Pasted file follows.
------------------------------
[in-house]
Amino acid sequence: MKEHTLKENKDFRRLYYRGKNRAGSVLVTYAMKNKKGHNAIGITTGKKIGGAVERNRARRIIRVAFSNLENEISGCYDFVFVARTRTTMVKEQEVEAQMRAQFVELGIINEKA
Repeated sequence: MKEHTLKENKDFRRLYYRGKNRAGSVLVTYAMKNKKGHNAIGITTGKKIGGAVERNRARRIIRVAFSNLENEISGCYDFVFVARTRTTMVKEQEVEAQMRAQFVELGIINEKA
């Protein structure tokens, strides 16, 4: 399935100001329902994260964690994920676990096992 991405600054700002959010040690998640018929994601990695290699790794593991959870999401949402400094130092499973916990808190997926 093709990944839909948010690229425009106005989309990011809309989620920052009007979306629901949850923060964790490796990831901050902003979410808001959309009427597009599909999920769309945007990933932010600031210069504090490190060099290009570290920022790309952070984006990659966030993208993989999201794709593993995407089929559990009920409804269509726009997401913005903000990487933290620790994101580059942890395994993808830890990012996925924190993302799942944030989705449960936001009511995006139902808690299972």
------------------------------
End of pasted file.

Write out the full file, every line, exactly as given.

[in-house]
Amino acid sequence: MKEHTLKENKDFRRLYYRGKNRAGSVLVTYAMKNKKGHNAIGITTGKKIGGAVERNRARRIIRVAFSNLENEISGCYDFVFVARTRTTMVKEQEVEAQMRAQFVELGIINEKA
Repeated sequence: MKEHTLKENKDFRRLYYRGKNRAGSVLVTYAMKNKKGHNAIGITTGKKIGGAVERNRARRIIRVAFSNLENEISGCYDFVFVARTRTTMVKEQEVEAQMRAQFVELGIINEKA
């Protein structure tokens, strides 16, 4: 399935100001329902994260964690994920676990096992 991405600054700002959010040690998640018929994601990695290699790794593991959870999401949402400094130092499973916990808190997926 093709990944839909948010690229425009106005989309990011809309989620920052009007979306629901949850923060964790490796990831901050902003979410808001959309009427597009599909999920769309945007990933932010600031210069504090490190060099290009570290920022790309952070984006990659966030993208993989999201794709593993995407089929559990009920409804269509726009997401913005903000990487933290620790994101580059942890395994993808830890990012996925924190993302799942944030989705449960936001009511995006139902808690299972």